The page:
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The Future of Bike-Share: An Interview with NABSA’s Matt Martin

Matt Martin

Matt Martin

Matt Martin is the Project Manager for the North American Bikeshare Association and the Director of Rosewood Bikes, a nonprofit program bringing bike resources to a poorly served area of Portland, Oregon. Prior to NABSA, Matt led the Community Bike Project Omaha, an Omaha nonprofit focused on transportation equity issues, where he helped bring bike-share to Omaha and served as Omaha B-cycle’s bike-share Managing Director. 

The interview took place over email earlier this month.

Streetsblog L.A.: Tell us a little about your background. How did you come to the North American Bike Share Association?

I got into focusing on transportation policy expanding opportunities for bicycling in 2008, after a career of working in international security issues, as the perspective of my interests turned from global to local. While directing the Community Bike Project Omaha, I teamed together with a local health advocacy organization to create Omaha B-cycle and bring bike-sharing to Omaha. As a result of that, I met more of the national bike-share community. When NABSA reached out to me in 2015, I was happy to come aboard.

What is the North American Bikeshare Association? What do you do?

The North American Bikeshare Association (NABSA) exists to further bike-share and to support its members in North America and beyond. We host an annual conference that brings together bike-share system operators, local officials, vendors, and people seeking to learn about bike-sharing to share best practices, learn about new innovations, and gain insights on international trends.

We provide a range of services for our members – including expert webinars; a repository of guides, RFPs, contracts, and other documents; an internal discussion group; and daily support for the immediate questions and issues that can arise when planning or operating a bike-share system.

What is exciting about bike-shake? Explain some examples of the benefits that bike-share cities are seeing.

Whatever your usual way of getting around, bike-share can offer a convenient, green, inexpensive, and healthy option. Bike-share provides an alternative to single-occupancy vehicles and the problems they create for both the user and the city—cost, parking, and congestion. We’ve also seen them act as an alternative to public transit—when trains are offline for maintenance, those users can and do switch to bike-share.

Bike-share is often a “last mile” solution, used as part of a mix with other transportation modes. Users drive or ride transit in from the suburbs and use bike-share to complete their journey from the parking garage or bus stop. Even bicyclists can benefit, as bike-sharing eliminates the concerns over private bike maintenance and theft, when leaving a personal bike locked up outside.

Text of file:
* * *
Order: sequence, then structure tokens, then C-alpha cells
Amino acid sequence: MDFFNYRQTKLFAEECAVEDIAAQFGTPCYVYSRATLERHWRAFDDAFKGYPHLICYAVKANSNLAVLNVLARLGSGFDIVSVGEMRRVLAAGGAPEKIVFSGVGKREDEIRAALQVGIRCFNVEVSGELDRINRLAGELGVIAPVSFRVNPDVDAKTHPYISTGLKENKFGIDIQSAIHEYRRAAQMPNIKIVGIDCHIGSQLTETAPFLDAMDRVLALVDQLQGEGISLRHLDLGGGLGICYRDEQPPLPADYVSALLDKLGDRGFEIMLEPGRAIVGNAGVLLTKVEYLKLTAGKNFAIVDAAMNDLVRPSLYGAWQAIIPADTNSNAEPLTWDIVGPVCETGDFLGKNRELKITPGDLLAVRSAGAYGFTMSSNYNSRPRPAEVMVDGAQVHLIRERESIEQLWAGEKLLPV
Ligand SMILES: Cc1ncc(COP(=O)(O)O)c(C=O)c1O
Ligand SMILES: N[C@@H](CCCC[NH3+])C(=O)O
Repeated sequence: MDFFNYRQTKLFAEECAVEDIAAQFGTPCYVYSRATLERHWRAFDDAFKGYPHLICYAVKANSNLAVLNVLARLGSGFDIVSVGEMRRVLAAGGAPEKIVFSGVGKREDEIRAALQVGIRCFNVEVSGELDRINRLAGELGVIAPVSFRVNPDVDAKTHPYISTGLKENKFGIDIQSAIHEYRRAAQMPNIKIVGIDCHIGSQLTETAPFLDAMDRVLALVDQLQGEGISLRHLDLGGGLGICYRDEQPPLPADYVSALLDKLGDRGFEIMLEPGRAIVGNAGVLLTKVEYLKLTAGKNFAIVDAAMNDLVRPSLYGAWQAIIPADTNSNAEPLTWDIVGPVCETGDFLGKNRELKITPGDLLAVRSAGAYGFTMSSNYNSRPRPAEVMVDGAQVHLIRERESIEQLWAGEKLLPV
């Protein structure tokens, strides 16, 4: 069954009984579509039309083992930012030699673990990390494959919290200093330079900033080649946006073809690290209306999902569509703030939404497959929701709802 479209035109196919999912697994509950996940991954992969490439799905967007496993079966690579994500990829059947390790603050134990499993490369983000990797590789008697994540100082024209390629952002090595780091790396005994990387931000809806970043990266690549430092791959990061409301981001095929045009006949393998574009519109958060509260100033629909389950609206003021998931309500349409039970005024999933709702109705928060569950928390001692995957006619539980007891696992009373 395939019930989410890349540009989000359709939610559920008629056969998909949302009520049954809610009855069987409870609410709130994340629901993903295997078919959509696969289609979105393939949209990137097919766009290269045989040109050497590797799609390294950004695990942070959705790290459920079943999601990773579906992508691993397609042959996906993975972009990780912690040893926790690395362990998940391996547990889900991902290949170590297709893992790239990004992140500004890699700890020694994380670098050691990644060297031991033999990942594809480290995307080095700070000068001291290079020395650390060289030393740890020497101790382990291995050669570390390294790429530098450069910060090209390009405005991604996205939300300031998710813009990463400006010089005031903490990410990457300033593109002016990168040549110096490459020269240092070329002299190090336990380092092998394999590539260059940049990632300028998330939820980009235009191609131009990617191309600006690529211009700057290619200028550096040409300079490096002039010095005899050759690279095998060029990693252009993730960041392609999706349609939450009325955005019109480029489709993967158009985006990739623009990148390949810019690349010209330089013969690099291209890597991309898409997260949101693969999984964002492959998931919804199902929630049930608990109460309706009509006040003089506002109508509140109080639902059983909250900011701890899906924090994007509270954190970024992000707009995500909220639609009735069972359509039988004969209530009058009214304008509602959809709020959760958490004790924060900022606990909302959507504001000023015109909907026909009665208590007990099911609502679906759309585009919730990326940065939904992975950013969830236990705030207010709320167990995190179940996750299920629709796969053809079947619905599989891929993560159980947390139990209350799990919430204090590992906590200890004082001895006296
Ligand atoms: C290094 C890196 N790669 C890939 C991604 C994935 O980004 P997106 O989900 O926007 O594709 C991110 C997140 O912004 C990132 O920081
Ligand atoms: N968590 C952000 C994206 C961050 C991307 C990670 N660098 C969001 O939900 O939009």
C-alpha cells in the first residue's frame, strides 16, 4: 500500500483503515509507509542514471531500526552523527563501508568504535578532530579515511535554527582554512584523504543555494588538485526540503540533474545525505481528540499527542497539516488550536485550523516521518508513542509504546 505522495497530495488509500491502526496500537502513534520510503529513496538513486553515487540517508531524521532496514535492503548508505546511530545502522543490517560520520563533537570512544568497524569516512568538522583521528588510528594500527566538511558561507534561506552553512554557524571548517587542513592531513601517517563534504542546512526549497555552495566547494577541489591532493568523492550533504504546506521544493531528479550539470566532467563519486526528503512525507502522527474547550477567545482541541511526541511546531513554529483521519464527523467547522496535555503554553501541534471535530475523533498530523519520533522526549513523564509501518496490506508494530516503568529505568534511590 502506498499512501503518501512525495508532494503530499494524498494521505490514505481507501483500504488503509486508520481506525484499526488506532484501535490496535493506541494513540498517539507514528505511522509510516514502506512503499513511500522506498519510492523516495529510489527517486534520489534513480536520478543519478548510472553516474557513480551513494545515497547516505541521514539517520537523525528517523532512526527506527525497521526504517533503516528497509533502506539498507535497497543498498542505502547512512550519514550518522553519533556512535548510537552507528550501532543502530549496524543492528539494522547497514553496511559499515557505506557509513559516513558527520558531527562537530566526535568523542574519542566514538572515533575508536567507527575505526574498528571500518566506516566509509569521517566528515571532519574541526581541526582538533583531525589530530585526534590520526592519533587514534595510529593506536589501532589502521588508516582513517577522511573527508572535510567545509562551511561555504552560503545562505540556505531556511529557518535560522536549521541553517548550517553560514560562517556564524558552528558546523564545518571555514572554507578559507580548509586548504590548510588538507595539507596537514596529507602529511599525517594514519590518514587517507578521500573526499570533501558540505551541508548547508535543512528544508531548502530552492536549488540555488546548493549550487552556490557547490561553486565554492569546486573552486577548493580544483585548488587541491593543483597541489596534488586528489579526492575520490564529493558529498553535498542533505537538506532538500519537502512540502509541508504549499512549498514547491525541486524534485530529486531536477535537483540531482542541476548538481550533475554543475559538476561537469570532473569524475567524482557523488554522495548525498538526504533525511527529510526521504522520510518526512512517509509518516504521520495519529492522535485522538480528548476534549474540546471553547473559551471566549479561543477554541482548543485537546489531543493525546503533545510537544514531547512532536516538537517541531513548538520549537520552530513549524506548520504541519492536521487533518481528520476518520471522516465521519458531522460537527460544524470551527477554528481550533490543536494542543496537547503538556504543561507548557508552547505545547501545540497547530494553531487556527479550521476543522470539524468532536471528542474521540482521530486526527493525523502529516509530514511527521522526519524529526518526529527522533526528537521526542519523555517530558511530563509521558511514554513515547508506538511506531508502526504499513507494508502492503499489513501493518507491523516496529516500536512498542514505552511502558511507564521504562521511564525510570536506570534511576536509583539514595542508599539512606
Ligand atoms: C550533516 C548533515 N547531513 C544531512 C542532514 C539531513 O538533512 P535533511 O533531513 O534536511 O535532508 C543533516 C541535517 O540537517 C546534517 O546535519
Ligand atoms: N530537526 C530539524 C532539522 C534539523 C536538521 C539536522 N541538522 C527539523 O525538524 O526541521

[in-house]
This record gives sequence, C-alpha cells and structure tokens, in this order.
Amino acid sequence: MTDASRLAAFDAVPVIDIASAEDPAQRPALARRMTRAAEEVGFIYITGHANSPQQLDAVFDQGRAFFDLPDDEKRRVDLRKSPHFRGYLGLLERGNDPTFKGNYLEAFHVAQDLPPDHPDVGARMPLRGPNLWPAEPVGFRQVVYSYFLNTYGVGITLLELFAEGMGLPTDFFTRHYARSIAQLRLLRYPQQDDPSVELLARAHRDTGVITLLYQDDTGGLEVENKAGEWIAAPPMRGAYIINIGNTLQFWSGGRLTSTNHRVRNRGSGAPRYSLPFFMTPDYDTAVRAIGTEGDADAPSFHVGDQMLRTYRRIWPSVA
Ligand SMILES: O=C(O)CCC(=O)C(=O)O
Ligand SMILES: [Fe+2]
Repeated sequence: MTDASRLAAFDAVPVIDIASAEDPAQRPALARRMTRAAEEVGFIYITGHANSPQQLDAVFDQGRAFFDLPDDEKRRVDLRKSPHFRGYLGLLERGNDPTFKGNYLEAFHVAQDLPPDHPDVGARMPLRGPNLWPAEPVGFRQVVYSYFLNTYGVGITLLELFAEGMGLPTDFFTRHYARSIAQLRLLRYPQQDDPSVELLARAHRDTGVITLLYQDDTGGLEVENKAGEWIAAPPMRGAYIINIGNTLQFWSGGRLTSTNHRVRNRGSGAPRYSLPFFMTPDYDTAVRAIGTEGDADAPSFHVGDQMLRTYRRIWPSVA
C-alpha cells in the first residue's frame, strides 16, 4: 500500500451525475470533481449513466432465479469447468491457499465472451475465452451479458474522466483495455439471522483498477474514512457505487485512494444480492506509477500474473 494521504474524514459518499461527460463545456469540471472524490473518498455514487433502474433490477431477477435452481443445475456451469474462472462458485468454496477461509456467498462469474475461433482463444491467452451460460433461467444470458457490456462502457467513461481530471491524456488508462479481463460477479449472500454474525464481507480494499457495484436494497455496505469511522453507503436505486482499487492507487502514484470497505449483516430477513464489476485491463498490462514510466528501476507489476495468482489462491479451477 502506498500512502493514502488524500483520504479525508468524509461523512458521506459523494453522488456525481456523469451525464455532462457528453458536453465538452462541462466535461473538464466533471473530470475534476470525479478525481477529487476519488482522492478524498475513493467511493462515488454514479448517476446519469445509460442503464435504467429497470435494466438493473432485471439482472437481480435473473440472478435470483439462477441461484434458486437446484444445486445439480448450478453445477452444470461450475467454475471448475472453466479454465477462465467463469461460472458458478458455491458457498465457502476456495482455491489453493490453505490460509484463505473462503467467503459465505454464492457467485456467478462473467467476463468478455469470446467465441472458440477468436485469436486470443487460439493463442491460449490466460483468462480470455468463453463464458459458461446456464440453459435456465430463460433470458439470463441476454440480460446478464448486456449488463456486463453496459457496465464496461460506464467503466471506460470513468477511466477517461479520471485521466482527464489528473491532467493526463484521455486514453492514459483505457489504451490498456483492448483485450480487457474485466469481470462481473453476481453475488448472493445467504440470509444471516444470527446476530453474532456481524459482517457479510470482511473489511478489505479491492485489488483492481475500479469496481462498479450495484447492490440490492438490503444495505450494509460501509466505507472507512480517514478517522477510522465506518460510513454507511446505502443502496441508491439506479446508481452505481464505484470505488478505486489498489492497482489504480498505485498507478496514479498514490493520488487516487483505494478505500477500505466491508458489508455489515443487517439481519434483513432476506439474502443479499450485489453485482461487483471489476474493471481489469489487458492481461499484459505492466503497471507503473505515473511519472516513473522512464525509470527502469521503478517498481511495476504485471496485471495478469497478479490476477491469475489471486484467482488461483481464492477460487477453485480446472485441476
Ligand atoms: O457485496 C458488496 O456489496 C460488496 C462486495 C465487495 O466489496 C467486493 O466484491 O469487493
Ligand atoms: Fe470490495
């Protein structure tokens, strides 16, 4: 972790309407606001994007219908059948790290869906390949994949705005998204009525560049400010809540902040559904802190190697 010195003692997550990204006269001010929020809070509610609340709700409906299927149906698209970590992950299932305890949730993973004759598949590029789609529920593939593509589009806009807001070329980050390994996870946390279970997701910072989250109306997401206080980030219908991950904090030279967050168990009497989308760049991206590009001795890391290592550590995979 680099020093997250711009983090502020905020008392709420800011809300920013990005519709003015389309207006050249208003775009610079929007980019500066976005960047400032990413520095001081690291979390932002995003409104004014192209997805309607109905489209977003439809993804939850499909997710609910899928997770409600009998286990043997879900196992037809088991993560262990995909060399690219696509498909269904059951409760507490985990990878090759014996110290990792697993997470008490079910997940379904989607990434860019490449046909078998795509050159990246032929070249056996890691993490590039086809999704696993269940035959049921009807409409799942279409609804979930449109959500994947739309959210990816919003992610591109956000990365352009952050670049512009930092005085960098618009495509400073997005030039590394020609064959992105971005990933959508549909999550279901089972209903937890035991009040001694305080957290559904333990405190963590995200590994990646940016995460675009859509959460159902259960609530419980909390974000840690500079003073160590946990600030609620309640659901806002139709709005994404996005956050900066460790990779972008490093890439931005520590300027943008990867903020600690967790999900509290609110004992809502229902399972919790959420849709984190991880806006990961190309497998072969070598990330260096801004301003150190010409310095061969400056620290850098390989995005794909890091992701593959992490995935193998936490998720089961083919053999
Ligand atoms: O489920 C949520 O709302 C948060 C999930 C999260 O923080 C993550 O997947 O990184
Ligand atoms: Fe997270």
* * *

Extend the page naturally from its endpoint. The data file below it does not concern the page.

Beyond these direct benefits, cities have enjoyed other urban planning benefits as well. As cities redesign their urban landscapes to encourage bike-share and active transportation, we have seen a virtual explosion of new pedestrian plazas, greenways, and urban renewal that has not only made our cities more efficient, but more beautiful as well.  Read more…

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Cheap Gas, More Driving Make 2016 an Especially Deadly Year on U.S. Streets

Graph: National Safety Council

Traffic fatalities on American roads are rising faster than driving mileage. Chart: National Safety Council

The number of traffic deaths in America each year is so staggering, it almost defies comprehension — about 35,000 lives lost is the norm. But 2016 is shaping up to be even worse.

Emma Kilkelly at Mobilizing the Region reports on newly-released data from the first half of 2016 showing a disturbing increase in traffic deaths:

The National Safety Council (NSC) recently estimated that motor vehicle fatalities rose 9 percent in the first six months of 2016 compared to 2015, and 18 percent compared to 2014. At this rate, 2016 is shaping up to be the deadliest year for driving since 2007. This Labor Day weekend is on track to be the nation’s deadliest since 2008, with 438 fatalities projected over the three-day period.